22 NYCRR 202.21(d); CPLR § 3126; CPLR 5015; Presumption of receipt

CPLR § 3126 Penalties for refusal to comply with order or to disclose

CPLR R. 5015 Relief from judgment or order

22 NYCRR 202.21 Note of issue and certificate of readiness
(d) Pretrial proceedings
Where a party is prevented from filing a note of issue and certificate
of readiness because a pretrial proceeding has not been completed for
any reason beyond the control of the party, the court, upon motion
supported by affidavit, may permit the party to file a note of issue
upon such conditions as the court deems appropriate. Where unusual or
unanticipated circumstances develop subsequent to the filing of a note
of issue and certificate of readiness which require additional pretrial
proceedings to prevent substantial prejudice, the court, upon motion
supported by affidavit, may grant permission to conduct such necessary
proceedings.

Redmond v Jamaica Hosp. Med. Ctr., 2009 NY Slip Op 04042 (App. Div., 2nd, 2009)

In an action to recover damages for medical malpractice and wrongful
death, the plaintiff appeals from an order of the Supreme Court, Queens
County (O'Donoghue, J.), entered September 16, 2008, which denied her
motion to vacate an order of the same court dated April 10, 2008, sua
sponte, precluding her from conducting examinations before trial of the
defendants Kenneth Fretwell and Jeffrey Chan pursuant to CPLR 3126.

ORDERED that the order entered September 16, 2008, is reversed,
on the law and in the exercise of discretion, without costs or
disbursements, and the motion to vacate the order dated April 10, 2008,
is granted.

The record does not demonstrate that the plaintiff's counsel
willfully and contumaciously obstructed the progress of disclosure with
respect to the examinations before trial of the defendants Kenneth
Fretwell and Jeffrey Chan (hereinafter the defendant doctors)
(see Maceno v Franklin Hosp. Med. Ctr., 14 AD3d 663, 664; Santigate v Linsalata, 304 AD2d 639, 641; Gorokhova v Belulovich,
267 AD2d 202, 203). Accordingly, the Supreme Court improvidently
exercised its discretion in, sua sponte, imposing the sanction of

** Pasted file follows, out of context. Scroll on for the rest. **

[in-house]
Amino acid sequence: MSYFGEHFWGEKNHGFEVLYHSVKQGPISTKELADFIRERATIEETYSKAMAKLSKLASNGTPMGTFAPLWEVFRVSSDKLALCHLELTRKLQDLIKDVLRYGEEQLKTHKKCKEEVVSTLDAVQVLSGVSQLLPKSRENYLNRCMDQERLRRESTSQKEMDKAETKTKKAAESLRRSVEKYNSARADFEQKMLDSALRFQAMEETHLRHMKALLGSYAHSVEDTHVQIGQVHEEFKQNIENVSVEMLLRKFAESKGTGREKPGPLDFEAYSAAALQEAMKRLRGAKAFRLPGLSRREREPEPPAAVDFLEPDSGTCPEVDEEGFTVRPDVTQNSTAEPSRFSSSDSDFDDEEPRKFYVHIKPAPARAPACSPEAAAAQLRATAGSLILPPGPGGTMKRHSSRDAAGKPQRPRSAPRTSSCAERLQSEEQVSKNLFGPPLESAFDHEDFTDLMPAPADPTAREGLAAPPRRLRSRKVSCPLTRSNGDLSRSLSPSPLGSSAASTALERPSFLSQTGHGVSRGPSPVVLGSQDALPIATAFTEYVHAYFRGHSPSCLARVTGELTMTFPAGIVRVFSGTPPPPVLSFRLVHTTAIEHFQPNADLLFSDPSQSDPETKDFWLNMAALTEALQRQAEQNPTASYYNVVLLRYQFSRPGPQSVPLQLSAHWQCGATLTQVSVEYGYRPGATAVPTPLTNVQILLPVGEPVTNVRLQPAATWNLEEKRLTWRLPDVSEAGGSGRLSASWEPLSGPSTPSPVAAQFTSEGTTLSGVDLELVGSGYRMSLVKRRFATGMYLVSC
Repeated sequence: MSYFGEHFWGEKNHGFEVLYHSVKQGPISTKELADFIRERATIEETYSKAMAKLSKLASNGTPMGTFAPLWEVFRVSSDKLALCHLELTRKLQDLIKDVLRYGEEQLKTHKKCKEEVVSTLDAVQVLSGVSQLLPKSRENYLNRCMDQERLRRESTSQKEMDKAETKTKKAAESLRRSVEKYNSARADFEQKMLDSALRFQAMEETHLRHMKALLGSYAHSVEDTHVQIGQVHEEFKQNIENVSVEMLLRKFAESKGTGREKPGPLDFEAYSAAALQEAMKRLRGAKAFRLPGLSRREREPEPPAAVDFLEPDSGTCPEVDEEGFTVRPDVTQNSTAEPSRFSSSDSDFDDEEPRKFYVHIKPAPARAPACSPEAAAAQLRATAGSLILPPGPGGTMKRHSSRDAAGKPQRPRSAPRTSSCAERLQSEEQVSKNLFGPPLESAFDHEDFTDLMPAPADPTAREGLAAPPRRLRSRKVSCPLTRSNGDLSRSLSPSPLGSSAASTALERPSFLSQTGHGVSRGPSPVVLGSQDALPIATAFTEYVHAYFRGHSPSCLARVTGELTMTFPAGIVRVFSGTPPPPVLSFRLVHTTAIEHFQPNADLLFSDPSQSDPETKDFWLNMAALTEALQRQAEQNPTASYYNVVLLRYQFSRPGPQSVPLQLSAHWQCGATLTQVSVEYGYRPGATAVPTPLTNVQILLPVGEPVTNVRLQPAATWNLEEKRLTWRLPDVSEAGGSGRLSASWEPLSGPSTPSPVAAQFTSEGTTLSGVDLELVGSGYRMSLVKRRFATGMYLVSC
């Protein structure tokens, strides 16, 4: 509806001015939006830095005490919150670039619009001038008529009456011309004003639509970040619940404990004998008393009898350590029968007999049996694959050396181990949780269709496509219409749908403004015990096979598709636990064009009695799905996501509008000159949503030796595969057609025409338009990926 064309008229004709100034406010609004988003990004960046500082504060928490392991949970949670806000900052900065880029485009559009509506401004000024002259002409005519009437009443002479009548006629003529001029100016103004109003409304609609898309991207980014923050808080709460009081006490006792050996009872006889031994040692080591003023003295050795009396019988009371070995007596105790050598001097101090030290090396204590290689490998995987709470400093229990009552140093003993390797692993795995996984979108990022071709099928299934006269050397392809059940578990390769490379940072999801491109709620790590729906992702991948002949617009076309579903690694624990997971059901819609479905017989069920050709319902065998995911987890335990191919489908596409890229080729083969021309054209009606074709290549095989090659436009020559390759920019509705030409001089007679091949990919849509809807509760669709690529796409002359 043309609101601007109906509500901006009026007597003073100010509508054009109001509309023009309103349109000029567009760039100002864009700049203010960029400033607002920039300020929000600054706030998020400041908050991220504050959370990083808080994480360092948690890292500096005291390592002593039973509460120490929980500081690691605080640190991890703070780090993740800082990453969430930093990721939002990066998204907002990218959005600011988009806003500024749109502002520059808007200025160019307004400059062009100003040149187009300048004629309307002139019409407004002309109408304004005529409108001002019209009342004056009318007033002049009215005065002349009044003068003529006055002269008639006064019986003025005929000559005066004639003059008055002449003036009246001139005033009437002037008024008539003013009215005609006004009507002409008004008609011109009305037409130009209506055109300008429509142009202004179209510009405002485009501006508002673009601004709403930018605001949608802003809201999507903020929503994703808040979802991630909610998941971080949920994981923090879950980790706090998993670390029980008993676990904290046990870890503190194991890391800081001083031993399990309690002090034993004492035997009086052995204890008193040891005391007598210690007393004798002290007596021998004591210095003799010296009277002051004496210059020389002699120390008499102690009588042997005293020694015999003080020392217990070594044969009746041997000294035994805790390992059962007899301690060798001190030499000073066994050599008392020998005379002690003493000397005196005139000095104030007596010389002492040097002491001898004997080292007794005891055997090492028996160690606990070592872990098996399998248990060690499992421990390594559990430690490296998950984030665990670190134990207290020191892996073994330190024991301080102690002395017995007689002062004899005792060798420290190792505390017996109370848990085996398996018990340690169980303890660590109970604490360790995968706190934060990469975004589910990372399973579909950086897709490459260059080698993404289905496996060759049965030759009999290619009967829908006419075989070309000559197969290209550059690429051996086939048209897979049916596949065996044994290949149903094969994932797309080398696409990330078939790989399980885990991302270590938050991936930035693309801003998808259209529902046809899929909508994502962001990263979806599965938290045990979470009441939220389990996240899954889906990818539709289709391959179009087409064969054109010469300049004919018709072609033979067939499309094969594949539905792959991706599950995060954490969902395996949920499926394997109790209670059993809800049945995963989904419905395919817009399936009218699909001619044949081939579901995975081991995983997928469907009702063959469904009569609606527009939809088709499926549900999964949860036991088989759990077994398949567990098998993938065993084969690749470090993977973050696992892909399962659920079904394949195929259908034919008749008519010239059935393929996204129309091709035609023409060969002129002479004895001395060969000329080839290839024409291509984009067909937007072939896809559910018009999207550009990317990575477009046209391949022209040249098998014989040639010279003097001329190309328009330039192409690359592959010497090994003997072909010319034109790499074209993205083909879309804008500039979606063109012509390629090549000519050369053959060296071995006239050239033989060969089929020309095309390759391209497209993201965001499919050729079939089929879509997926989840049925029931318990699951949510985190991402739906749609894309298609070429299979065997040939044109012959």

preclusion with respect to the examination before trial of the
defendant doctors (see CPLR 3126; cf., Mahopac Ophthalmology, P.C. v Tarasevich, 21 AD3d 351, 352), and in denying the plaintiff's motion to vacate the order imposing that sanction.
[*2]

Meadow Lane Equities Corp. v Hill, 2009 NY Slip Op 04396 (App. Div., 2nd, 2009)

In an action, inter alia, for a permanent injunction, the defendants
appeal from so much of an order of the Supreme Court, Nassau County
(Phelan, J.), entered June 11, 2008, as denied their motion, inter
alia, to direct nonparty First New York Partners to preserve certain
evidence contained on electronic databases and to permit the
examination thereof.

ORDERED that the order is affirmed insofar as appealed from, with costs.

The Supreme Court properly exercised its discretion in
determining that the defendants did not demonstrate unusual or
unanticipated circumstances warranting the discovery requested through
their motion (see 22 NYCRR 202.21[d]
; Gomez v New York City Tr. Auth., 19 AD3d 366, 366-367; cf. Scanga v Family Practice Assoc. of Rockland, P.C., 41 AD3d 576, 576-577).

Caprio v 1025 Manhattan Ave. Corp., 2009 NY Slip Op 04367 (App. Div., 2nd, 2009)

In order to vacate their default in opposing the plaintiffs' motion
pursuant to CPLR 3126 to strike their answers, the defendants were
required to demonstrate a reasonable excuse for their default and a
meritorious defense to both the motion and the action (see CPLR 5015[a][1]; Nowell v NYU Med. Ctr., 55 AD3d 573; Raciti v Sands Point Nursing Home, 54 AD3d 1014; Simpson v Tommy Hilfiger U.S.A., Inc., 48 AD3d 389, 392; Diamond v Vitucci, 36 AD3d 650).
The defendants failed to set forth a reasonable excuse for their
default in opposing the plaintiffs' motion. Although the defendants'
attorney claimed that he did not receive the plaintiffs' motion papers,
his mere denial of receipt was insufficient to rebut the proof that the
motions papers were properly mailed and the presumption of receipt
arising from that proof
(see Kihl v Pfeffer, 94 NY2d 118, 122; [*2]Diamond v Vitucci, 36 AD3d 650; Philippi v Metropolitan Transp. Auth., 16 AD3d 654, 655; Sarva v Chakravorty, 14 AD3d 689; Platonov v Sciabarra, 305
AD2d 651). The defendants also failed to demonstrate a meritorious
defense to the motion to strike their answers by offering an adequate
explanation for their failure to fully and timely respond to the
plaintiffs' discovery demands and court directives requiring compliance
with such demands
(see Howe v Jeremiah, 51 AD3d 975; Watson v Hall, 43 AD3d 435, 436; Devito v J & J Towing, Inc., 17
AD3d 624). Under these circumstances, the defendants' motion to vacate
the order dated February 7, 2008, should have been denied.

The bold is mine.

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